Music Speaks

I was late. I grabbed my keys and headed into rush hour traffic. Fingers drumming impatiently on the steering wheel, I waited for the endless line of cars to move.

Sitting in the snail-paced traffic, thoughts of the day swirled in my head making me frown. Report cards due, students asking how they can improve their grades. Students asking if their assignments are for marks. Students asking things in general! Finally, the cars were moving, and I made it to the parking lot.

I chatted to acquaintances as I walked in, brain still humming from the day’s activities and mentally planning out the next day, the next week, the next month. I settled into my seat and began to concentrate on the music ahead.

Suddenly, quiet. Something I hadn’t heard all day – nothing. With raised eyebrows and intense focus the performers signaled their readiness. They drew in a deep breath in perfect synchronization, then began.

Deadlines, reports, assignments, and grades melted away as the first notes filled the auditorium. It was a spring pastoral scene, complete with sheep lazily roaming the hillside and sunlight filtering through newly budded leaves. The full sound of Haydn seemed to be a reassurance that life holds a richness to be treasured despite the fact that we can be consumed by its busyness.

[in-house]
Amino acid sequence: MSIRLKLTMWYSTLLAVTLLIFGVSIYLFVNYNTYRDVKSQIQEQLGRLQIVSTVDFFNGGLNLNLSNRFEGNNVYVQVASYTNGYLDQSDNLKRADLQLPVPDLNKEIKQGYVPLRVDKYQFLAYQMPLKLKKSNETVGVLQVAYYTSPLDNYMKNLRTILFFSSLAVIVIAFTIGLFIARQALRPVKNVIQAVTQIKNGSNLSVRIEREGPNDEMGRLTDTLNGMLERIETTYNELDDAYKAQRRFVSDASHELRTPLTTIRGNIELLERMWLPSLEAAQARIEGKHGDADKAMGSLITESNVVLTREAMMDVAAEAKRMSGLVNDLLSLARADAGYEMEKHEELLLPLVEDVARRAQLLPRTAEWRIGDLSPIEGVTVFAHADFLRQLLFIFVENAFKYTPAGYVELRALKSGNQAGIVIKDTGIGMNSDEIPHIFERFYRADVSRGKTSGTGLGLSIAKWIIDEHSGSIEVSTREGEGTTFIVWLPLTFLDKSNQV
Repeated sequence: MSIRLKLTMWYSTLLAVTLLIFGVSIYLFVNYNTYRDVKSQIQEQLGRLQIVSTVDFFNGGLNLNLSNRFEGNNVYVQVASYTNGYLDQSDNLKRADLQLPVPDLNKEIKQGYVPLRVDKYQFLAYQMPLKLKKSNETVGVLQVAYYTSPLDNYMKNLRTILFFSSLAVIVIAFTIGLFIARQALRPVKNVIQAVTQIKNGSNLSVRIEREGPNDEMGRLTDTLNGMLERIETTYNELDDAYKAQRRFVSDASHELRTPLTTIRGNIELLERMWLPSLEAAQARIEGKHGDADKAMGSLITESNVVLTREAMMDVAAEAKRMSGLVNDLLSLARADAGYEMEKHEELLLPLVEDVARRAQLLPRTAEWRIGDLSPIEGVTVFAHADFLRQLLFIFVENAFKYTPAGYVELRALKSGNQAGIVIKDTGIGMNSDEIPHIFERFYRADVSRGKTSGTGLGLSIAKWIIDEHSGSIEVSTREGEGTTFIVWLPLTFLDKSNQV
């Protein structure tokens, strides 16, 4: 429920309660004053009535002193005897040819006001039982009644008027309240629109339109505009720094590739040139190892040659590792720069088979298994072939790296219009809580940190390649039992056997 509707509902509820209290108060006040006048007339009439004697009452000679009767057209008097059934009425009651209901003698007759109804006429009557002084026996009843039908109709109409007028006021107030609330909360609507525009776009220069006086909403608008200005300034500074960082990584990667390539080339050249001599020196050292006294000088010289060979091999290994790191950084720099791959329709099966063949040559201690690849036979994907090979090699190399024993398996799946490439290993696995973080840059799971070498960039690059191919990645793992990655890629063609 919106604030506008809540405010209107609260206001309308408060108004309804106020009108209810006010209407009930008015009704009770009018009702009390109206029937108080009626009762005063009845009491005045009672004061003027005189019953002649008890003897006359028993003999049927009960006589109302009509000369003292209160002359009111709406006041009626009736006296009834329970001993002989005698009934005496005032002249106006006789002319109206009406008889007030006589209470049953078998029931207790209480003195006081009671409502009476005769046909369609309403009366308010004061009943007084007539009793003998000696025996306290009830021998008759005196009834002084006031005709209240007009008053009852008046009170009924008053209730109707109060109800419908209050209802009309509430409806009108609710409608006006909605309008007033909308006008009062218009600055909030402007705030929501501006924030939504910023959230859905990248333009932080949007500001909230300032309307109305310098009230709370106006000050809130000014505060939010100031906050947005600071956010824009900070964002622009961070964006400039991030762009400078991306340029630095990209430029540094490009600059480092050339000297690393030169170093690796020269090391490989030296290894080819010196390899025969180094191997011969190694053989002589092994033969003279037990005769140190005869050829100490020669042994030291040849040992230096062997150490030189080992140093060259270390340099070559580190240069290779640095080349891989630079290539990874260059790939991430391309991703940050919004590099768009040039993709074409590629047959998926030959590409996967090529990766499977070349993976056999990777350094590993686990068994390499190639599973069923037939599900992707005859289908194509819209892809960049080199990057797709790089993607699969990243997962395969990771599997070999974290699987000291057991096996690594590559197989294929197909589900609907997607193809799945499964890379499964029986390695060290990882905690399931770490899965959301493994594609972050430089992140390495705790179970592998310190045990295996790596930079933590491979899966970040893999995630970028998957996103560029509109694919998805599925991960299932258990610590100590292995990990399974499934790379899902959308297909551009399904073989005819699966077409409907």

Perfectly synched, the musicians moved as one. Then they called and answered to one another like birds singing in the forest. They weren’t just musicians – but artists, or storytellers, creating a landscape of images and ideas that were perhaps different for each listener, but no less treasured or significant.

In that moment it struck me that music speaks to us in many ways. It may offer a message of hope, it may awaken a passion or inspire a call to action, or it may simply tell a story that is sad or joyful, bitter or triumphant. These sensitive musicians told many tales through the playful and pastoral, but at times mysterious Haydn, the unsettling, but poignant “Awakening” by Billy Childs, and the serene and exciting Beethoven. This music called me back into the moment.

I was reminded that when I teach my students poetry, we always start with a discussion about why art matters. Is it something that is just an extra in life? A hobby to be enjoyed, perhaps? Actor Ethan Hawke describes how art is something we enjoy as a distraction or amusement until a momentous event happens in our lives - we lose a loved one, or we fall in love. When this happens, art becomes sustenance for us. This concert highlighted the myriad of emotions and experiences we live through as humans in a moment, or a lifetime, reminding me how powerful these simple joys of living can be. It reminded me that sometimes we need music to tell us what is truly important in life.

That night, music had an important message for me. I just had to listen.

Emma Sweeney